Monday, October 16, 2023

Good talks/podcasts (Oct 2023 I)

These are the best podcasts/talks I've seen/listened to recently:
  • The Elegant Solution: Toyota's Formula for Mastering Innovation (Matthew May) [Lean, Lean Manufacturing] [Duration: 1:15:00] Interesting presentation on how Toyota incorporates continuous learning and innovation into the company's daily operations.
  • "Simple Made Easy" (12-minute redux) by Rich Hickey (2011) (Rich Hickey) [Architecture, Inspirational, Scalability, Software Design] [Duration: 0:12:00] (⭐⭐⭐⭐⭐) This is a 12-minute redux of the 1-hour talk by Rich Hickey, for really impatient people. Original:
  • Infrastructure as actual Code • YOW! 2022 (Gregor Hohpe) [Architecture, Architecture patterns, Infrastructure, Serverless] [Duration: 0:59:00] This talk shares recent trends in infrastructure automation, debunks some common misconceptions, and shows you how you can combine AWS’ serverless ecosystem and AWS CDK to rethink application development, deployment, and integration.
  • Lean Turned Up to 10 (Chris Lucian, Austin Chadwick) [Lean Software Development, MobProgramming, Technical Practices] [Duration: 0:58:00] (⭐⭐⭐⭐⭐) Chris and Austin explain why mob programming could be a way to implement lean software development in current teams. Very interesting.
  • LKUK13: Cynefin in Action - Liz Keogh (Liz Keogh) [Culture, Engineering Culture, Inspirational] [Duration: 0:51:00] In this talk Liz explains the Cynefin framework and other concepts as Real Options, Deliberate Discovery, Feature Injection, etc.
Reminder: All of these talks are interesting, even just listening to them.


Sunday, October 15, 2023

The Art of Small Steps in Software Development: A Lean Vision

Have you ever played Tetris? If so, you know that every decision, every piece, and every move counts. The same applies to software development. Every choice, every line of code, and every interaction influences the final outcome. This post will explore how Lean software development and the "safe small steps" approach can simplify complexity and create efficient systems.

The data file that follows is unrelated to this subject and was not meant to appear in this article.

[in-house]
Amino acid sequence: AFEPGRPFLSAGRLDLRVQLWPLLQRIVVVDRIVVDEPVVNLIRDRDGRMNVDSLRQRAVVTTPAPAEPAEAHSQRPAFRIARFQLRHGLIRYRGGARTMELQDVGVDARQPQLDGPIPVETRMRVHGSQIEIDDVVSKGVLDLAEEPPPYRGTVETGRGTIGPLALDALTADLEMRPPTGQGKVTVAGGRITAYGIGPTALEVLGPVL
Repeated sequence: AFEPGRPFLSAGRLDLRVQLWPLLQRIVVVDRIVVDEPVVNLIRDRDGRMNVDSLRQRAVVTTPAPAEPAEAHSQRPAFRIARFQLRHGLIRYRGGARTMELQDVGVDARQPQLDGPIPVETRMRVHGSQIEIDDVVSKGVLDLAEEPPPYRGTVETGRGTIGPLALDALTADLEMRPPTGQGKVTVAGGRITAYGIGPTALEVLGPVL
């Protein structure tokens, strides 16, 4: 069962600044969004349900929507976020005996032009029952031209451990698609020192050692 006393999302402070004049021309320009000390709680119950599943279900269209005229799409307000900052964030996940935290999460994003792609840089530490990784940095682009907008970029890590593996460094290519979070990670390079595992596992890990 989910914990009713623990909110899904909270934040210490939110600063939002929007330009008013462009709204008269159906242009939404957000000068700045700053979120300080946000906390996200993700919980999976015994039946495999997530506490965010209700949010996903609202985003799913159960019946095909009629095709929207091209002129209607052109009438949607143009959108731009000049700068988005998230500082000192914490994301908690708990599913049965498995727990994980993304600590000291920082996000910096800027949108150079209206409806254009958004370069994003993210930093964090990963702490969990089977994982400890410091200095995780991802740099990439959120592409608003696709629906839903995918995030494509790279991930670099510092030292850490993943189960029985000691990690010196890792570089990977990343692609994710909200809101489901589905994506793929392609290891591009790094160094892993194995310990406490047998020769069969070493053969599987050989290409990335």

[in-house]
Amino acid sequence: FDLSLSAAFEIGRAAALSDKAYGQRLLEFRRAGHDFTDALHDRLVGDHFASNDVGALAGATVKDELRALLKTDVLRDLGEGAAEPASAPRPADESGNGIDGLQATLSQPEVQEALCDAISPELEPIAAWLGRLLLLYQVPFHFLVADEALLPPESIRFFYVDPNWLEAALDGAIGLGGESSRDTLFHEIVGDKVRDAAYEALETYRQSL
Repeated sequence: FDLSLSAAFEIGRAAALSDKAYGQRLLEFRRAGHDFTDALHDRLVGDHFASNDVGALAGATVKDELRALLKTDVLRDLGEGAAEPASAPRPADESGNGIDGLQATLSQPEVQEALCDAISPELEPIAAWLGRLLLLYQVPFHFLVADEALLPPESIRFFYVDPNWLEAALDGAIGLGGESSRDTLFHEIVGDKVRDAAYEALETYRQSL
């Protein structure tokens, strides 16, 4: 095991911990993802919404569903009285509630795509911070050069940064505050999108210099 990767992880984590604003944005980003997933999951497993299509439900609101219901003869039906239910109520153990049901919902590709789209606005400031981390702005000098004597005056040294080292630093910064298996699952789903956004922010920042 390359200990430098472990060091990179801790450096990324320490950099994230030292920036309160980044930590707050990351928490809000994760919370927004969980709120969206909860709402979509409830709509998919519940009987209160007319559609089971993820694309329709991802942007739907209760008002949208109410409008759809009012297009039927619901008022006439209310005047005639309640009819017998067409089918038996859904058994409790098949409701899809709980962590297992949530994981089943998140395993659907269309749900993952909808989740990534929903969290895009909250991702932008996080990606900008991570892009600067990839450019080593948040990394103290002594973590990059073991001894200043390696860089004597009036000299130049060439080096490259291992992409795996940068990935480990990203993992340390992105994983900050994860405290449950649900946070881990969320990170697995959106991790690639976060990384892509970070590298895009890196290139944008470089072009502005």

Small Steps: The Simplicity of Tetris

Just like in Tetris, where we choose where to place small pieces to complete lines, in software development, we continuously make decisions about how to build our product. These decisions, when made in small increments, allow us to:

  • Iterate quickly: Fixes and adjustments are simpler.
  • Reduce risks: We limit potential errors at each stage.
  • Understand better: Each step is understood and analyzed more clearly.

Principles of Lean Software Development

Based on Lean philosophy, Lean software development focuses on maximizing customer value and minimizing waste. Some of the key principles include:

  • Reduce waste: Eliminate the unnecessary and focus on the essentials. Every step must add value or increase the internal or external quality of the product.
  • Decide as late as possible: Be flexible and adapt to changes. See Lean Software development: The art of postponing decisions.
  • Deliver quickly: Allows for feedback and adaptation to customer needs.
  • Build with integrity and quality: Ensures a reliable and long-lasting product. This is key to maintaining speed sustainably over time.
  • Proactively simplify: Avoid unnecessary complexity and keep the system manageable. Simplification also adds value, protecting the current value and avoiding future costs.

Small Steps: The Simplicity and Continuity of Tetris

Tetris, one of the most iconic video games in history, presents us with a continuous and infinite challenge. In it, pieces of different shapes fall from the top of the screen at an increasing speed. Our task is to accommodate these pieces efficiently at the bottom, trying to fit them so that they complete horizontal lines. Completing these lines eliminates them, granting us points and, more importantly, space to continue playing.

In Tetris, value accumulates by adding points, piece by piece, line by line. However, the real challenge and essence of the game lie in balancing the accumulation of that value (points) while managing increasing complexity (the accumulated pieces). If we allow the pieces to pile up and reach the top of the screen, we lose the game.